Matt Selman talked to TVLine about the episode: “I wanted to avoid any of the Simpsons rapping, to be honest. I hope real hip-hop fans watch and recognize that we did our best and don’t think it’s lame.”
He also adds that it’s “not a hip-hop musical — more like an episode of Empire. We’re going to play up the crazy melodrama with revenge, betrayal and explosions. There’s an epic quality to it, in addition to it being very literary.”
In an interview with USA Today, Matt Selman says: “The episode feels a little different tonally. There’s more wall-to-wall music. It feels more like Empire.”
Keegan-Michael Key adds about Jazzy James. “He’s given a second chance to be the artist he was when he was younger. I’ve been watching The Simpsons since they were on The Tracey Ullman Show.”
Dan Greaney continues: “The idea was that the hip-hop artist and Mr. Burns would relate to each other around this idea of opulence and old-fashioned style, wealth and power. It turned out the hip-hop/Gatsby connection was a very rich vein.”
And concludes how hip-hop “is a major cultural phenomenon we’ve barely touched. For me, the starting point was wanting to do something that embraced black America more. The Simpsons is a little light on that.”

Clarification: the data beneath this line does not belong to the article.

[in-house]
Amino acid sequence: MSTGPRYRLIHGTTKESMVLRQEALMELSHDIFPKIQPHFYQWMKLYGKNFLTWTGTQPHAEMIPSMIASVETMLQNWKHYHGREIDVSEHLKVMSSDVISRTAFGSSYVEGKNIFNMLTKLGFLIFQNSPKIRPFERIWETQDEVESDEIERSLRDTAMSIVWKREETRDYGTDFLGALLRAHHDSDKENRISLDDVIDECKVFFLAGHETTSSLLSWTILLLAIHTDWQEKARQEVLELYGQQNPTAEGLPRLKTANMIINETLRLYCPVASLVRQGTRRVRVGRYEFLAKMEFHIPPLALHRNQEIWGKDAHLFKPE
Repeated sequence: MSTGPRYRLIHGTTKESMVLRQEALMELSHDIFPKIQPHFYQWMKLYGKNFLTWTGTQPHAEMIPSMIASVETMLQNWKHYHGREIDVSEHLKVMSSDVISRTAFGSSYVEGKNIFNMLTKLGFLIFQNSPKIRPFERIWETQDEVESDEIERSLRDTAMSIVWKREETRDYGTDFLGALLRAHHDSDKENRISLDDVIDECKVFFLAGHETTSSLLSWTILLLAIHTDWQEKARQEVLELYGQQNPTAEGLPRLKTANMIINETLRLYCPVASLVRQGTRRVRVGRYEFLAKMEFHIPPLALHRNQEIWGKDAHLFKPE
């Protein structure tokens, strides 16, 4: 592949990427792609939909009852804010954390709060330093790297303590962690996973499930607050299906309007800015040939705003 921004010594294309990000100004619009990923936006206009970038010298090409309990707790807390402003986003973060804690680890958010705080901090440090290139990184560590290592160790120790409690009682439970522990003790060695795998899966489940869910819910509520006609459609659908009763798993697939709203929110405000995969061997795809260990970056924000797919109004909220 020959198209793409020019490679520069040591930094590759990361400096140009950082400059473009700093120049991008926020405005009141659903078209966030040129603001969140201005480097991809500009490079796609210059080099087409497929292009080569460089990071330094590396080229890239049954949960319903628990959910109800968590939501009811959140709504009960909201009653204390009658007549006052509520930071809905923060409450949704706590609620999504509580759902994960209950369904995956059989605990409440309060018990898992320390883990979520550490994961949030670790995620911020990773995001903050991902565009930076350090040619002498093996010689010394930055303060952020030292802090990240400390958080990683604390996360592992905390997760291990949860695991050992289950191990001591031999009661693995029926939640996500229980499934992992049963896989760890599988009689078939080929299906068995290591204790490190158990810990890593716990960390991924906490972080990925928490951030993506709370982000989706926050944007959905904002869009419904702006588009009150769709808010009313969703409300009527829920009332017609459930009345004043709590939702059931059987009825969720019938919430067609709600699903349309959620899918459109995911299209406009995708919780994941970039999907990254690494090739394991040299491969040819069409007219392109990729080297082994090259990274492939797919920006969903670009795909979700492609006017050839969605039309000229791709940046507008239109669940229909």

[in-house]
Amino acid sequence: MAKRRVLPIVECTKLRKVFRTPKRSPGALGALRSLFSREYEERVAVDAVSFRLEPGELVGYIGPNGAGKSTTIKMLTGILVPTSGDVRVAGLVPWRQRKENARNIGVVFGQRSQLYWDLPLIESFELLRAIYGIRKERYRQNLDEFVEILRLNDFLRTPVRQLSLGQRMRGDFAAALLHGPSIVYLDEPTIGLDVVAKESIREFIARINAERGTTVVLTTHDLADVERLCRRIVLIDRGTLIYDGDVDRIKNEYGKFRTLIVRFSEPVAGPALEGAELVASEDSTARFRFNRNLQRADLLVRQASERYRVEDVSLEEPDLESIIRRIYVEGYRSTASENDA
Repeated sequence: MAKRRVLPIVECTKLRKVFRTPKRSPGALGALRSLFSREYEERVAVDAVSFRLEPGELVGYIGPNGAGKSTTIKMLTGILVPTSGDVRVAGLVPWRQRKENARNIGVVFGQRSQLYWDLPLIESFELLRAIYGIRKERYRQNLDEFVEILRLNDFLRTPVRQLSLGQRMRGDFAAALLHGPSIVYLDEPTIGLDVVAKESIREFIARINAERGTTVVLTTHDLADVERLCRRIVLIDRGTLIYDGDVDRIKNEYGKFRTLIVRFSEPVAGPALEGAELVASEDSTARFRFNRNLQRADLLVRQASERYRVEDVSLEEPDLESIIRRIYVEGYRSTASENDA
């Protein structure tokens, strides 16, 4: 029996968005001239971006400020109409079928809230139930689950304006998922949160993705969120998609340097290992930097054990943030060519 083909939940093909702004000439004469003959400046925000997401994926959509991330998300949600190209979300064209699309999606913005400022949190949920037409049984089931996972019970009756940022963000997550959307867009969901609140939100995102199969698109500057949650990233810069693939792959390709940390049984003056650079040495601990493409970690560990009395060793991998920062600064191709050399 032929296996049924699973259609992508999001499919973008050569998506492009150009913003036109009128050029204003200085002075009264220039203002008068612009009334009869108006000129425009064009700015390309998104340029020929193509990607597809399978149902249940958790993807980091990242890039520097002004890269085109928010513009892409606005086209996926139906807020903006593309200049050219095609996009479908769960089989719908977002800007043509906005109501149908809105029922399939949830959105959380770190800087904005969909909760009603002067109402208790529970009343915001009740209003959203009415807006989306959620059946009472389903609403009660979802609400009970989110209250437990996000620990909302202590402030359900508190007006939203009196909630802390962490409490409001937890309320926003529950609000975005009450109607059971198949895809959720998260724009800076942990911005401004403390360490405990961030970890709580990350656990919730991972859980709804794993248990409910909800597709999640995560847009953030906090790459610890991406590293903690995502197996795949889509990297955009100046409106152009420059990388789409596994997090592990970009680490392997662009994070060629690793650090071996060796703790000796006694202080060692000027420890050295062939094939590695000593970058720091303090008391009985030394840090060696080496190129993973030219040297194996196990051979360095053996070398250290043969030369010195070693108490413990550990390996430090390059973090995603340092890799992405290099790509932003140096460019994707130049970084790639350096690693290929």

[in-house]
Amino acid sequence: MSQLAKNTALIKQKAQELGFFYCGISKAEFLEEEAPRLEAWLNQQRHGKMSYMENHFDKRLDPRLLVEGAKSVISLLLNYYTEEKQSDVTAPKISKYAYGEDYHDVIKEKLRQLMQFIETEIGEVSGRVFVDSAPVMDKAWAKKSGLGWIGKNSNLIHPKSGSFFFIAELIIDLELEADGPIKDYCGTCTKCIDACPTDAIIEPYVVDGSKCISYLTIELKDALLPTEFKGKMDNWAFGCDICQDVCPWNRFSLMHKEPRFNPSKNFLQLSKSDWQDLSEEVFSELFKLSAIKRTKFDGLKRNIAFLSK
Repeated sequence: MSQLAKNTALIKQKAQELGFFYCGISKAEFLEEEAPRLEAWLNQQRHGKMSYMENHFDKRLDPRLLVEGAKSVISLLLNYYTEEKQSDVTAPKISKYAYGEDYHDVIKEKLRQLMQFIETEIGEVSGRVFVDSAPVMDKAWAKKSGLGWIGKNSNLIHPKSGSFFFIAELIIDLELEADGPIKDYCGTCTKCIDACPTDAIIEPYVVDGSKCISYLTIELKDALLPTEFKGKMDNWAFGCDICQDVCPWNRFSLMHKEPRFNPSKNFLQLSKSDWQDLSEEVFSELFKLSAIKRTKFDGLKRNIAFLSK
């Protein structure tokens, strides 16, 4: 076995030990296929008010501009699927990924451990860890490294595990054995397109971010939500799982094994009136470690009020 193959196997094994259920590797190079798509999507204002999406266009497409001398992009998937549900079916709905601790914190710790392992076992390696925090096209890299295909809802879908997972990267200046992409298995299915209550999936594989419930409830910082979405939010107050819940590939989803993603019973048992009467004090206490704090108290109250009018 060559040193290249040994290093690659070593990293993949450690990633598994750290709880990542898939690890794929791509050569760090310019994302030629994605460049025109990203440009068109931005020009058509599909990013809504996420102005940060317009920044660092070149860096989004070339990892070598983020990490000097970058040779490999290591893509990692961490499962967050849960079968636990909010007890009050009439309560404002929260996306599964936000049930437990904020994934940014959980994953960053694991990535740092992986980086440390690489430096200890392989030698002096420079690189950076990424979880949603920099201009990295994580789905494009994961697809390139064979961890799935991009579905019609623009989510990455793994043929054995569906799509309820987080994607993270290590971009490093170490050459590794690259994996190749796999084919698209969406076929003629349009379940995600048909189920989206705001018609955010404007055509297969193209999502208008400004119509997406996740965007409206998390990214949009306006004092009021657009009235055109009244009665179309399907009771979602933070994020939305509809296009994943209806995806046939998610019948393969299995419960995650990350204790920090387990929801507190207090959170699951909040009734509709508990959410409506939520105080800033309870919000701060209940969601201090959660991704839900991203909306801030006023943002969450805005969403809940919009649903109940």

Matt Selman, one of the writers of the episode, in an interview with IndieWire said: “We had never done a hip-hop episode to this degree. It’s embracing the spirit of excess so commonly found in hip-hop lyrics. It’s a Mr. Burns episode. He learns the joy of living large and flashing the cash like a rap mogul.”
Speaking of Taraji P. Henson, Selman said, “She was super fearless and funny about making fun of Cookie. She gave us a Cookie-r version of Cookie. Her character bursts in like a fireball of chaos and mixes everything up. She was so fun and had tons of ad-libs. We’re putting in everything we could that she was saying.”
Talking about the other special guests, Snoop Dogg, RZA and Common, Selman said: “We knew we had a little extra time in the show, and we thought, who are the iconic figures that could be the Mount Rushmore of rap? Their parts aren’t huge but they’re along for the ride and they all lead up to the ultimate revenge rap.”